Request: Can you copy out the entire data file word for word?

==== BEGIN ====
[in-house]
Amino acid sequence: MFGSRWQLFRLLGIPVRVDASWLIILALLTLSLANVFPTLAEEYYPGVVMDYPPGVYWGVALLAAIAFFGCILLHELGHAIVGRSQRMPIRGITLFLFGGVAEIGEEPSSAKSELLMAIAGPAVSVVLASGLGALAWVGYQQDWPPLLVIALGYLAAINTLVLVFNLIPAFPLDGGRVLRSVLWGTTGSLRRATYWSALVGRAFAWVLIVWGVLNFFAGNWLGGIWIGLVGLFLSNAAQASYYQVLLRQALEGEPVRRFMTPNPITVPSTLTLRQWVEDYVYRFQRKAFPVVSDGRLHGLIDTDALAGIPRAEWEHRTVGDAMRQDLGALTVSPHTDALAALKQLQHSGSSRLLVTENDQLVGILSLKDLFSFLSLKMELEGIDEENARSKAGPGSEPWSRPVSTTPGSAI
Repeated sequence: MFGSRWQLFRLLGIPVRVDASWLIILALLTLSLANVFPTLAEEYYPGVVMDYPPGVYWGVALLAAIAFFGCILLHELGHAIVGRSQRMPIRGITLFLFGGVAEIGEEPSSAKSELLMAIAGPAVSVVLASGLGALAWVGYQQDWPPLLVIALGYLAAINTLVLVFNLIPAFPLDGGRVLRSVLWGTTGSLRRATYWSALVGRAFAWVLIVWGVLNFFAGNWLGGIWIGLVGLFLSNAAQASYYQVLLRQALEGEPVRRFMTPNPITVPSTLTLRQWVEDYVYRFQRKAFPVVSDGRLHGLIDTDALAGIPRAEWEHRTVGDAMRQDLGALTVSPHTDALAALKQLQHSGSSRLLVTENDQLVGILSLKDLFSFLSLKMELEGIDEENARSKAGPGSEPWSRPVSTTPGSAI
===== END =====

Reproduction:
[in-house]
Amino acid sequence: MFGSRWQLFRLLGIPVRVDASWLIILALLTLSLANVFPTLAEEYYPGVVMDYPPGVYWGVALLAAIAFFGCILLHELGHAIVGRSQRMPIRGITLFLFGGVAEIGEEPSSAKSELLMAIAGPAVSVVLASGLGALAWVGYQQDWPPLLVIALGYLAAINTLVLVFNLIPAFPLDGGRVLRSVLWGTTGSLRRATYWSALVGRAFAWVLIVWGVLNFFAGNWLGGIWIGLVGLFLSNAAQASYYQVLLRQALEGEPVRRFMTPNPITVPSTLTLRQWVEDYVYRFQRKAFPVVSDGRLHGLIDTDALAGIPRAEWEHRTVGDAMRQDLGALTVSPHTDALAALKQLQHSGSSRLLVTENDQLVGILSLKDLFSFLSLKMELEGIDEENARSKAGPGSEPWSRPVSTTPGSAI
Repeated sequence: MFGSRWQLFRLLGIPVRVDASWLIILALLTLSLANVFPTLAEEYYPGVVMDYPPGVYWGVALLAAIAFFGCILLHELGHAIVGRSQRMPIRGITLFLFGGVAEIGEEPSSAKSELLMAIAGPAVSVVLASGLGALAWVGYQQDWPPLLVIALGYLAAINTLVLVFNLIPAFPLDGGRVLRSVLWGTTGSLRRATYWSALVGRAFAWVLIVWGVLNFFAGNWLGGIWIGLVGLFLSNAAQASYYQVLLRQALEGEPVRRFMTPNPITVPSTLTLRQWVEDYVYRFQRKAFPVVSDGRLHGLIDTDALAGIPRAEWEHRTVGDAMRQDLGALTVSPHTDALAALKQLQHSGSSRLLVTENDQLVGILSLKDLFSFLSLKMELEGIDEENARSKAGPGSEPWSRPVSTTPGSAI